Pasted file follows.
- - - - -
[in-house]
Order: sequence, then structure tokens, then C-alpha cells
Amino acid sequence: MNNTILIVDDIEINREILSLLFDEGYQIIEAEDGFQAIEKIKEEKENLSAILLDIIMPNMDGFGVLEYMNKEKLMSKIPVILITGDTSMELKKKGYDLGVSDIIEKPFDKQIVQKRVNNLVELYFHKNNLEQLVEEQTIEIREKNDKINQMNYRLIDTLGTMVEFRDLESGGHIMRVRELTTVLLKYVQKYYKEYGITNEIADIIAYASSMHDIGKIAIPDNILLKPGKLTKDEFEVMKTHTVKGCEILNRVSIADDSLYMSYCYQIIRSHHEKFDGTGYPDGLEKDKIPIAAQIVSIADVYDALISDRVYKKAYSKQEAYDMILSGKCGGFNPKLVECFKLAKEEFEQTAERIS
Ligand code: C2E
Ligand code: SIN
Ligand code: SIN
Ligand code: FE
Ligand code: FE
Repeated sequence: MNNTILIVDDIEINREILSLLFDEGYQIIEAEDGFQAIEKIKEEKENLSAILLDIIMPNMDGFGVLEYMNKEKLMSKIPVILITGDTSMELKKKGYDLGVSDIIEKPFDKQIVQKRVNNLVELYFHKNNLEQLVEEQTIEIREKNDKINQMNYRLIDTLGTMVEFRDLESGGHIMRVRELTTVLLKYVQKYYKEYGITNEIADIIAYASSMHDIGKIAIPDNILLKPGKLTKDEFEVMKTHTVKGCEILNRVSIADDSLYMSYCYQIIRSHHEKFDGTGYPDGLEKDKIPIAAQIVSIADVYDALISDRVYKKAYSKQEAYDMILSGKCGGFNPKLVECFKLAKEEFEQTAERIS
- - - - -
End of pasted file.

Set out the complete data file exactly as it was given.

[in-house]
Order: sequence, then structure tokens, then C-alpha cells
Amino acid sequence: MNNTILIVDDIEINREILSLLFDEGYQIIEAEDGFQAIEKIKEEKENLSAILLDIIMPNMDGFGVLEYMNKEKLMSKIPVILITGDTSMELKKKGYDLGVSDIIEKPFDKQIVQKRVNNLVELYFHKNNLEQLVEEQTIEIREKNDKINQMNYRLIDTLGTMVEFRDLESGGHIMRVRELTTVLLKYVQKYYKEYGITNEIADIIAYASSMHDIGKIAIPDNILLKPGKLTKDEFEVMKTHTVKGCEILNRVSIADDSLYMSYCYQIIRSHHEKFDGTGYPDGLEKDKIPIAAQIVSIADVYDALISDRVYKKAYSKQEAYDMILSGKCGGFNPKLVECFKLAKEEFEQTAERIS
Ligand code: C2E
Ligand code: SIN
Ligand code: SIN
Ligand code: FE
Ligand code: FE
Repeated sequence: MNNTILIVDDIEINREILSLLFDEGYQIIEAEDGFQAIEKIKEEKENLSAILLDIIMPNMDGFGVLEYMNKEKLMSKIPVILITGDTSMELKKKGYDLGVSDIIEKPFDKQIVQKRVNNLVELYFHKNNLEQLVEEQTIEIREKNDKINQMNYRLIDTLGTMVEFRDLESGGHIMRVRELTTVLLKYVQKYYKEYGITNEIADIIAYASSMHDIGKIAIPDNILLKPGKLTKDEFEVMKTHTVKGCEILNRVSIADDSLYMSYCYQIIRSHHEKFDGTGYPDGLEKDKIPIAAQIVSIADVYDALISDRVYKKAYSKQEAYDMILSGKCGGFNPKLVECFKLAKEEFEQTAERIS